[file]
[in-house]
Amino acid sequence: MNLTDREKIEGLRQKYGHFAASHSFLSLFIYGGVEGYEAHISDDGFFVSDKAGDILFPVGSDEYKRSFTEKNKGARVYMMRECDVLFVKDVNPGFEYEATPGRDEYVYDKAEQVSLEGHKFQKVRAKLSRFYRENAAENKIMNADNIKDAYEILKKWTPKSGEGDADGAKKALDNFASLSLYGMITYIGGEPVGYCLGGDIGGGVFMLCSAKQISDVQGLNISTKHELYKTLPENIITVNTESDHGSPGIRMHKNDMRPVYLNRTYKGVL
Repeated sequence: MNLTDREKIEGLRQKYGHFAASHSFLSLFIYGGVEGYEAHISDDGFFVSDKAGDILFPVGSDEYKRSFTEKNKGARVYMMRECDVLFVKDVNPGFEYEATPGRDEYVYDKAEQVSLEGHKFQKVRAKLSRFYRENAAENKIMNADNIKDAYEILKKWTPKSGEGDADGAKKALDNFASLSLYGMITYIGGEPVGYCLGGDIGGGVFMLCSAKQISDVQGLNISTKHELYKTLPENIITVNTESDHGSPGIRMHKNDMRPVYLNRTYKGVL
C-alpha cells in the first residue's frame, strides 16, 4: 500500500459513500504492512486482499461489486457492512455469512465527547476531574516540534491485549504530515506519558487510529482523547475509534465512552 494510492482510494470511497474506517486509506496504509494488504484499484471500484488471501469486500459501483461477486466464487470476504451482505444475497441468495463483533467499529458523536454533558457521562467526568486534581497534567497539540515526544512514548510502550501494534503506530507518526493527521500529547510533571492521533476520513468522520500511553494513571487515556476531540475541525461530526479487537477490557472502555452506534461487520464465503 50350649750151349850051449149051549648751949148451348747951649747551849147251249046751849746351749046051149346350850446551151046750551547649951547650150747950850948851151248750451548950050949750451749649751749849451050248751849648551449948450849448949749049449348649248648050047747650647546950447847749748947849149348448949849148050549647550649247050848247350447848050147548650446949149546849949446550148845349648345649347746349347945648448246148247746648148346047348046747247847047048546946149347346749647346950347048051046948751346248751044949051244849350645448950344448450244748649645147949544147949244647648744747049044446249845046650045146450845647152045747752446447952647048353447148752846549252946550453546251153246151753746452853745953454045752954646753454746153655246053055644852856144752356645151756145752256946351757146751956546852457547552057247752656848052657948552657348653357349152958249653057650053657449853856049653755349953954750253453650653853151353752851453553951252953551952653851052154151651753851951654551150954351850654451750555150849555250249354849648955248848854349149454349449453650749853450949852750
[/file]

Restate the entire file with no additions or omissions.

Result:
[in-house]
Amino acid sequence: MNLTDREKIEGLRQKYGHFAASHSFLSLFIYGGVEGYEAHISDDGFFVSDKAGDILFPVGSDEYKRSFTEKNKGARVYMMRECDVLFVKDVNPGFEYEATPGRDEYVYDKAEQVSLEGHKFQKVRAKLSRFYRENAAENKIMNADNIKDAYEILKKWTPKSGEGDADGAKKALDNFASLSLYGMITYIGGEPVGYCLGGDIGGGVFMLCSAKQISDVQGLNISTKHELYKTLPENIITVNTESDHGSPGIRMHKNDMRPVYLNRTYKGVL
Repeated sequence: MNLTDREKIEGLRQKYGHFAASHSFLSLFIYGGVEGYEAHISDDGFFVSDKAGDILFPVGSDEYKRSFTEKNKGARVYMMRECDVLFVKDVNPGFEYEATPGRDEYVYDKAEQVSLEGHKFQKVRAKLSRFYRENAAENKIMNADNIKDAYEILKKWTPKSGEGDADGAKKALDNFASLSLYGMITYIGGEPVGYCLGGDIGGGVFMLCSAKQISDVQGLNISTKHELYKTLPENIITVNTESDHGSPGIRMHKNDMRPVYLNRTYKGVL
C-alpha cells in the first residue's frame, strides 16, 4: 500500500459513500504492512486482499461489486457492512455469512465527547476531574516540534491485549504530515506519558487510529482523547475509534465512552 494510492482510494470511497474506517486509506496504509494488504484499484471500484488471501469486500459501483461477486466464487470476504451482505444475497441468495463483533467499529458523536454533558457521562467526568486534581497534567497539540515526544512514548510502550501494534503506530507518526493527521500529547510533571492521533476520513468522520500511553494513571487515556476531540475541525461530526479487537477490557472502555452506534461487520464465503 50350649750151349850051449149051549648751949148451348747951649747551849147251249046751849746351749046051149346350850446551151046750551547649951547650150747950850948851151248750451548950050949750451749649751749849451050248751849648551449948450849448949749049449348649248648050047747650647546950447847749748947849149348448949849148050549647550649247050848247350447848050147548650446949149546849949446550148845349648345649347746349347945648448246148247746648148346047348046747247847047048546946149347346749647346950347048051046948751346248751044949051244849350645448950344448450244748649645147949544147949244647648744747049044446249845046650045146450845647152045747752446447952647048353447148752846549252946550453546251153246151753746452853745953454045752954646753454746153655246053055644852856144752356645151756145752256946351757146751956546852457547552057247752656848052657948552657348653357349152958249653057650053657449853856049653755349953954750253453650653853151353752851453553951252953551952653851052154151651753851951654551150954351850654451750555150849555250249354849648955248848854349149454349449453650749853450949852750